So I’m back after my extended work “vacation”. The inevitable has happened, some of my files were lost. Almost a year worth of work on the Arena project. I spent the last 2 weeks scanning hard drives and every USB key I could find but no avail. I honestly don’t know what happened. DOOM GLOOM DOOOOMMMM! Well, not really. I was delinquent in working on ADP over the last year so I really only lost maybe 5 to 10 set files and a few very easy to create doors. I probably wasted more time looking for the files than it would have taken to recreate them. Added bonus is the last set file I posted on this page is the one I dreaded redoing…that’s what my kids call a “Free Ticket Booth”.
Let’s see if I can be a little more diligent in my goal from now on AND make a decent backup plan to prevent any real loss next time.
What are they doing? Seriously, some one tell me.
I mentioned that Fate converts the textures added at install from PNG to DDS. This conversion happens upon initial run of the game but also again if any of the converted textures go missing (which I use when I tweak textures and such). In addition to the main texture (or diffuse map), some textures had an alpha map (for transparency such as making the black on the sails below invisible). Then there are the “completemaps” that funk up the textures in game and honestly, aren’t very well done in Fate. Such as the one I posted last time. It was supposed to be a burned down building, but it looked completely black despite the original texture having detail and actual color. After I rebuilt the texture, it still looked dark in game. There was a peculiarity with the coloring and shading/highlighting with several of the textures. It was clear my changes were in place but something was distorting the image.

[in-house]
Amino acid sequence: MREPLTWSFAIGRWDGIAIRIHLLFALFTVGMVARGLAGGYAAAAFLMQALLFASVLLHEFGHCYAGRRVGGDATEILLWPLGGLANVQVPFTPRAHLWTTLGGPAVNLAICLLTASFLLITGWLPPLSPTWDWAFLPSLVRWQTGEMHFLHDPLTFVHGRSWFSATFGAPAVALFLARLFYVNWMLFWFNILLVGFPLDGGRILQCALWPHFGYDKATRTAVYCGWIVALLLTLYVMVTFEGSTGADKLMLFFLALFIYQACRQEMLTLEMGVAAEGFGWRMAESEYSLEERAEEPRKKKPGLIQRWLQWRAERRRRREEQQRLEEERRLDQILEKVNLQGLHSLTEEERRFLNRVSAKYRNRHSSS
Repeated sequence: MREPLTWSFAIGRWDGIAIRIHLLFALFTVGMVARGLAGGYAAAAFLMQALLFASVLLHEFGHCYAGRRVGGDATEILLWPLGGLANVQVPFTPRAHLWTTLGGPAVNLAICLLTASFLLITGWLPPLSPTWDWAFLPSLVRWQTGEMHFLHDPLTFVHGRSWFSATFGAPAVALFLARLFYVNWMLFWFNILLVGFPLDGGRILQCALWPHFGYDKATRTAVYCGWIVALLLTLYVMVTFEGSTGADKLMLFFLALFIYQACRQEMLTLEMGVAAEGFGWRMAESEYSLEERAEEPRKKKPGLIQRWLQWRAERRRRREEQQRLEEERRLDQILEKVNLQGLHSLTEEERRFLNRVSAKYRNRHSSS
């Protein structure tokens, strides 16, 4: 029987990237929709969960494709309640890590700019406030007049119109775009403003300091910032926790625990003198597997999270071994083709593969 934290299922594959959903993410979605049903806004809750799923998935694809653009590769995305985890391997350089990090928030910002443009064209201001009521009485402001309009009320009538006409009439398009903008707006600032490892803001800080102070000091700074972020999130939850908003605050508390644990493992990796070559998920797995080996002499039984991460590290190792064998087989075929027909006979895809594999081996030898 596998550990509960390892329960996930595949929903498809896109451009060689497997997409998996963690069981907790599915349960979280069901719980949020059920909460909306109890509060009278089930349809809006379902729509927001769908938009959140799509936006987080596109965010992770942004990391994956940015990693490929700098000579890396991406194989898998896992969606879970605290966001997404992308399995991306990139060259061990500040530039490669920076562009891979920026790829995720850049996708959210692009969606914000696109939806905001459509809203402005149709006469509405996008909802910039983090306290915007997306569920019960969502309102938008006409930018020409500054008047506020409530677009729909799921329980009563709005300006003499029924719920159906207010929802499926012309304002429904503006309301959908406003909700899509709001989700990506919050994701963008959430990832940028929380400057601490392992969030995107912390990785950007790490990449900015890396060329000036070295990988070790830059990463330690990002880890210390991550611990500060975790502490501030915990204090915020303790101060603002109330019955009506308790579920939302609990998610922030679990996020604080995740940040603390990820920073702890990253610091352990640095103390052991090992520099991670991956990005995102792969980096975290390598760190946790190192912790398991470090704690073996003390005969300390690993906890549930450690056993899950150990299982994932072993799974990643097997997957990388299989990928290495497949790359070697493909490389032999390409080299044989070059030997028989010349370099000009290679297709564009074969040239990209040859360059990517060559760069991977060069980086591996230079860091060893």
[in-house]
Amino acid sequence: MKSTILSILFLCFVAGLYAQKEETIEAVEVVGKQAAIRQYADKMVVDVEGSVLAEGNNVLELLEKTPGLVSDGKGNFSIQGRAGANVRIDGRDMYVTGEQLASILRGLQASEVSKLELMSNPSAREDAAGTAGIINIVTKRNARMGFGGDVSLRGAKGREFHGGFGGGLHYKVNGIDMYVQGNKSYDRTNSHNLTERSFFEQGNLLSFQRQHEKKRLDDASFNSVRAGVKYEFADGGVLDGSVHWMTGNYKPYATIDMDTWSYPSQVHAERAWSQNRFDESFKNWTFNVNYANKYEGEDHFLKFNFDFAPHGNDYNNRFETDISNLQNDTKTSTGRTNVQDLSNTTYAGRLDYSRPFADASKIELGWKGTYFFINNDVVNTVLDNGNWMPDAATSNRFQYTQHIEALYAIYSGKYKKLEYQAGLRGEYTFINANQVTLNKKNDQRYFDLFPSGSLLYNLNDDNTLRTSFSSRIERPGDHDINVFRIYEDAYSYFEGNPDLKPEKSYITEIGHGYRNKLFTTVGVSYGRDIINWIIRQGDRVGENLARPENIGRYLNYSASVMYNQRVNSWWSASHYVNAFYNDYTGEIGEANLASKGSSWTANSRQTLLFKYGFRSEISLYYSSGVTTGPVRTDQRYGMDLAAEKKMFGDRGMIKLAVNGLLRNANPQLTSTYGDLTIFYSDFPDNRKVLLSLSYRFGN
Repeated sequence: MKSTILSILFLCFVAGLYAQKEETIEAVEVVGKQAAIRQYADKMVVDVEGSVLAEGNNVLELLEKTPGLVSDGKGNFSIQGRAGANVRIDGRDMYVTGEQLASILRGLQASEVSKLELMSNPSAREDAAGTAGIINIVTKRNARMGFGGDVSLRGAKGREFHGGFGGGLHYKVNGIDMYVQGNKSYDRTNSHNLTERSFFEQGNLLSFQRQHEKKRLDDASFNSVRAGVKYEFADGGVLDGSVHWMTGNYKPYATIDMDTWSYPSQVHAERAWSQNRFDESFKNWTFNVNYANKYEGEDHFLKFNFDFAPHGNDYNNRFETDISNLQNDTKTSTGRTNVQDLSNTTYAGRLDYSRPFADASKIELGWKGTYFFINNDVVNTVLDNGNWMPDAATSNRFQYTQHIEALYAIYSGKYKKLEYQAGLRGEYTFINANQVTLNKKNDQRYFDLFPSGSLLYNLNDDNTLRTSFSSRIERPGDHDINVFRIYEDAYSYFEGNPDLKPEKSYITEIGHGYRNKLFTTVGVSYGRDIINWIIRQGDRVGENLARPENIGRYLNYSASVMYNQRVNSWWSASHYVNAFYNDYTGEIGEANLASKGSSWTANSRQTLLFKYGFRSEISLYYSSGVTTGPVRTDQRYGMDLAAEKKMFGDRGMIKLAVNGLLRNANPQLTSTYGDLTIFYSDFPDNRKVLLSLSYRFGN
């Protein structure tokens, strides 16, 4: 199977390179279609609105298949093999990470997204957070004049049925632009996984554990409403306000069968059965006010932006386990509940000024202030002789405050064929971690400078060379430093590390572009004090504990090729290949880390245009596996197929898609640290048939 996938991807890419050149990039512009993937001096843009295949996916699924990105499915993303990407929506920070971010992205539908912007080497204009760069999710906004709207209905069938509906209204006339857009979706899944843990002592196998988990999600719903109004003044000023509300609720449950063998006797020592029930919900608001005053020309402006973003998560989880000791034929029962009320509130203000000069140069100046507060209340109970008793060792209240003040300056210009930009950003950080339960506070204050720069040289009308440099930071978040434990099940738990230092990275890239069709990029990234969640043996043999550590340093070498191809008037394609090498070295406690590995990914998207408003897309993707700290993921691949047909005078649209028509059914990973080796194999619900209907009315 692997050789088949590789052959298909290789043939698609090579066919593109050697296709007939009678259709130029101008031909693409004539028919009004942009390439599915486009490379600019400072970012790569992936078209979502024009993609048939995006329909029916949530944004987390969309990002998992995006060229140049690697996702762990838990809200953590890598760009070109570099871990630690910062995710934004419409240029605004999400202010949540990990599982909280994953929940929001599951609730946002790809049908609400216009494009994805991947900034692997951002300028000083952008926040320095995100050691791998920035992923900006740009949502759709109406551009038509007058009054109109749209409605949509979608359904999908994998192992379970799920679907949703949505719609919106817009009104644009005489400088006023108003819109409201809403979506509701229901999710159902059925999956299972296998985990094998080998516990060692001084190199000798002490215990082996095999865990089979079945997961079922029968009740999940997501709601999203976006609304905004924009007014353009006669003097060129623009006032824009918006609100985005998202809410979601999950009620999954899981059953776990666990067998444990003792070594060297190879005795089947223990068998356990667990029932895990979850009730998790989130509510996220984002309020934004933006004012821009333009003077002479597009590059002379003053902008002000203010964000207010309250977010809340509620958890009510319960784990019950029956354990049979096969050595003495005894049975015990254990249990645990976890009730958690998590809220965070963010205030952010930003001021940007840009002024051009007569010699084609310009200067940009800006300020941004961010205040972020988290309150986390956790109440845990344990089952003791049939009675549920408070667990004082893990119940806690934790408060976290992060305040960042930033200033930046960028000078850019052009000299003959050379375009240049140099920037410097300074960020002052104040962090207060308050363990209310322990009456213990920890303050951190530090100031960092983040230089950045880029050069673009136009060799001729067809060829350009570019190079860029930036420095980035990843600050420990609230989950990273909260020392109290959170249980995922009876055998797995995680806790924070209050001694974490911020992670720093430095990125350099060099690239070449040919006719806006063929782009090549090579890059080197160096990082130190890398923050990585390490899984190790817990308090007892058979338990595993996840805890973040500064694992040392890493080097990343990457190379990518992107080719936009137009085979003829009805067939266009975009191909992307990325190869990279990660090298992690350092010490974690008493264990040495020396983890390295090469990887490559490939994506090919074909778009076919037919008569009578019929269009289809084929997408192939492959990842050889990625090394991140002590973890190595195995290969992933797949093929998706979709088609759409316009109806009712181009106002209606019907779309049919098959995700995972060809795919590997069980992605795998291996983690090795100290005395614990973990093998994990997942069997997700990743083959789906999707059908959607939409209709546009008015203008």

(CLICK THE PICTURES TO SEE THEM LARGER)
Original texture (resized for easy of viewing)
Partially complete rebuild